I'm not usually in the habit of posting about films after they've already begun their theatrical run here in town. But last night I hit a screening of Beasts of the Southern Wild with friends and was so impressed that I'm feeling the need to write as a means of processing it. To cut to the chase, I loved it; I'm already scurrying to find a small amount of free time (not easy w/ an 8 month old in the house) to go see it again.
Those of us who regularly return to the comforts of the movie house are a masochistic bunch. The overwhelming majority of films we experience while sitting in those seats range from mediocre to just plain terrible. And yet, we find ourselves, time and again, leaning back in the dark and peering up in hopes of experiencing an illuminating vision collectively. There's a reason for all this hoping against hope. We return because we're optimistic. And we're optimistic because we've seen magic hit the screen before and the memory of it, no matter how faint, has implanted a yearning for more, regardless of how many lifeless, clichéd misfires might have passed before our eyes since we last saw that precious spark.
Beast of the Southern Wild is made of such magic. It's a wild, unruly sort, and while it may not yield a movie grounded in perfection, there's little doubt that the chances taken in order to conjure this cinematic spell will extend one's belief in film just a little further, if one is willing to go where the film takes you. This is a greatly ambitious first feature from director Benh Zeitlin, filled to the brim with risky transitions between passages that soar to ones based in somber ruminations, painting a deeply textured world that has more in common with the writing of Faulkner than with your average celluloid adventure.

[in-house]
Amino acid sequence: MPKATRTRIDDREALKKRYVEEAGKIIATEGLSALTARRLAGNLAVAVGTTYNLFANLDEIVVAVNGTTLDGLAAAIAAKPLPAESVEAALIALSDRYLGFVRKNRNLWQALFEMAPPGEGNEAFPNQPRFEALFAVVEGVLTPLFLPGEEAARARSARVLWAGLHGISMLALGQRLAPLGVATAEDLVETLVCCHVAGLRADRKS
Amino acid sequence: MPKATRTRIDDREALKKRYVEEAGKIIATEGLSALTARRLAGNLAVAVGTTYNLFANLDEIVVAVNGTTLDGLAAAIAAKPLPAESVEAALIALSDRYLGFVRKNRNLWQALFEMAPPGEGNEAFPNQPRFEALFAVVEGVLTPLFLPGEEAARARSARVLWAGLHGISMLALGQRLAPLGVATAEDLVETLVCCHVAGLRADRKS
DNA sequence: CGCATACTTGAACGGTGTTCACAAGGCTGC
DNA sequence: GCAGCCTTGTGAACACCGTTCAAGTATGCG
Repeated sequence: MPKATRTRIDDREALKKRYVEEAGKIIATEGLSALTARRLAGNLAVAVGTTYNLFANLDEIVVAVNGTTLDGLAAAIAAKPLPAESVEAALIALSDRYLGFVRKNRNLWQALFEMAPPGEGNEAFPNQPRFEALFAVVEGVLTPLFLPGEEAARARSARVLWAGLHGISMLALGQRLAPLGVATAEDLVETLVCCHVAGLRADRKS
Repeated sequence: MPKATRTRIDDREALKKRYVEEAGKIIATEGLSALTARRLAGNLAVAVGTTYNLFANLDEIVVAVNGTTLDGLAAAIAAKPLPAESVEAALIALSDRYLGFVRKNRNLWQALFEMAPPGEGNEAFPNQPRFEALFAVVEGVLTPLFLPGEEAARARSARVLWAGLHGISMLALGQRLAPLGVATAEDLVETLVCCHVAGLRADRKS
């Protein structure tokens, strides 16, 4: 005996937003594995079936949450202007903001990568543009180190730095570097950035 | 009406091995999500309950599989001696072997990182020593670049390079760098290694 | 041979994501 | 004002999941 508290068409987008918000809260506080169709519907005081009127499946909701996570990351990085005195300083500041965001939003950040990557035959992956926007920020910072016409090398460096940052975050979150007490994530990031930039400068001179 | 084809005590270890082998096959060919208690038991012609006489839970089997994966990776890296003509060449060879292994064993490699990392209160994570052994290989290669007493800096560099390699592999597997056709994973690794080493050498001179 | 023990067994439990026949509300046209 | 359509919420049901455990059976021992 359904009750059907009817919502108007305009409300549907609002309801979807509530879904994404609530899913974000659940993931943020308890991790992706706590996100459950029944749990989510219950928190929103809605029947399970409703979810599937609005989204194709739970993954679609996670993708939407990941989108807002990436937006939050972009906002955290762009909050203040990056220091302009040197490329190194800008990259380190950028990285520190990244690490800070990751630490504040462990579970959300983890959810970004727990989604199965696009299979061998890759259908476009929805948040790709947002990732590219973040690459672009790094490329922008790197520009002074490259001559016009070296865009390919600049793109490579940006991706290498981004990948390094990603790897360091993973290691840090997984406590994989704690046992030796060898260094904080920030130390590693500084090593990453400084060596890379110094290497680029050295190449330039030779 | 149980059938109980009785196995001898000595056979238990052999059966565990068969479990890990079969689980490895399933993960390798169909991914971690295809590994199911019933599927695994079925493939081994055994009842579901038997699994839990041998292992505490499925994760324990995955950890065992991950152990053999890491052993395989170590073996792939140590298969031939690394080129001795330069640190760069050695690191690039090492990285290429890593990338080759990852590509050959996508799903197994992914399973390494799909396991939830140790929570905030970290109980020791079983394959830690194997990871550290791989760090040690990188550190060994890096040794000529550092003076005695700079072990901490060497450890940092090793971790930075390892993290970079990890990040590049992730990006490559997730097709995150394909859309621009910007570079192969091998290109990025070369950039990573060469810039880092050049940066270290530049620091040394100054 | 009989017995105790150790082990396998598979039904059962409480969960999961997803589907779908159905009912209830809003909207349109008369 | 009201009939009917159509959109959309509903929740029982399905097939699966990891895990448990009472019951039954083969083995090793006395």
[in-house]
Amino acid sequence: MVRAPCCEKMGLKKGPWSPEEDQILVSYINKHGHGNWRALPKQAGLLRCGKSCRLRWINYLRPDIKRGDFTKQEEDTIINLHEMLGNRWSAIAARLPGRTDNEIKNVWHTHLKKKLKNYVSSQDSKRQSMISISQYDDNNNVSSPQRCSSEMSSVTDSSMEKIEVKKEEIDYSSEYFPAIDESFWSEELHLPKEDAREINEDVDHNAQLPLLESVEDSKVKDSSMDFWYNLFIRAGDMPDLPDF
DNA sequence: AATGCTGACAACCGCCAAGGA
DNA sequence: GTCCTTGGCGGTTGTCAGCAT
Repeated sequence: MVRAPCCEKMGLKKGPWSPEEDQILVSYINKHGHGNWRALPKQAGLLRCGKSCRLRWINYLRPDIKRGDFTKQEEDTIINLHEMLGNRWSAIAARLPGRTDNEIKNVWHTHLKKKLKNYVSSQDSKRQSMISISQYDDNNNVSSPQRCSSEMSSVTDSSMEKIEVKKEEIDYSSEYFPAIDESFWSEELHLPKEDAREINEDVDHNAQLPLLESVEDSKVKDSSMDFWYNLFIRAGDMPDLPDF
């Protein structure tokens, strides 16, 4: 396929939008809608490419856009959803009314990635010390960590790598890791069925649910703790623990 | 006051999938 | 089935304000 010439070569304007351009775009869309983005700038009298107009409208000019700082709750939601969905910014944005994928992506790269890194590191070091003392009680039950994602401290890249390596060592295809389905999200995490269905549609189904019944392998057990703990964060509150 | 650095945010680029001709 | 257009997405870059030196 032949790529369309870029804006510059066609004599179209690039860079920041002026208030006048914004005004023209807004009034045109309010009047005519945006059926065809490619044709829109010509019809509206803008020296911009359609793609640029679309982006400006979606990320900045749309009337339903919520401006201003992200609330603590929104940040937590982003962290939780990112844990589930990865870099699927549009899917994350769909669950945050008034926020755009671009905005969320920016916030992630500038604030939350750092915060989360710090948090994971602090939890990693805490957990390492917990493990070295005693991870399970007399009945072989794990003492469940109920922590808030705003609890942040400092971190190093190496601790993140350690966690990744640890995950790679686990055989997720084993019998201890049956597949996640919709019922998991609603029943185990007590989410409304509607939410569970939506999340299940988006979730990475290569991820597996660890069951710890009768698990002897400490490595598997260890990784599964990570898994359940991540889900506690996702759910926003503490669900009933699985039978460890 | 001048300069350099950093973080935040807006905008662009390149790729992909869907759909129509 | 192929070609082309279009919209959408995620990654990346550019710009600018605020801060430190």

You also might recognize within it the influence of Malick, George Washington, John Sayles (The Secret of Roan Inish is the obvious touchstone, but also his very underrated 1999 picture Limbo), and a general aesthetic of of tone based in absence and loss that's been quietly burbling under the surface of most recent American realist cinema. All of which doesn't prepare you for the insertion into the mise en scène of aurochs roaming the film's Louisiana Delta setting (their presence bringing to mind the Leonard Smalls character that shadows H.I. in Raising Arizona). Let me be clear, there's no mimicry at play here, Zeitlin masterfully blends these influences in manner that makes them his own.
Without a doubt, the presence of Quvenzhané Wallis as the six-year old protagonist, Hushpuppy, is what sells even the most far flung of Zeitlin's ideas (and notions of which ideas work and which don't will likely vary greatly depending on who's viewing the film). It's been a while since I've seen a performance from a child actor capable of exhibiting such range, maybe since Whale Rider (yet another film that Beasts resembles at times). Dwight Henry's turn as Hushpuppy's father, Wink, anchors Wallis' uninhibited approach whenever he's on screen. Their onscreen rapport feels lived in, seasoned beyond the younger actor's years.
As for plot, well, I'm not really going to get into that at all. I purposely went into the film totally blind. I hadn't even seen the trailer (linked below). I'd recommend ignoring that link and encountering it without any bloody notion what you're about to see. Not a spoiler: it's a wonderful surprise.
Beasts of the Southern Wild is playing now at Cinema 21. More info available here.
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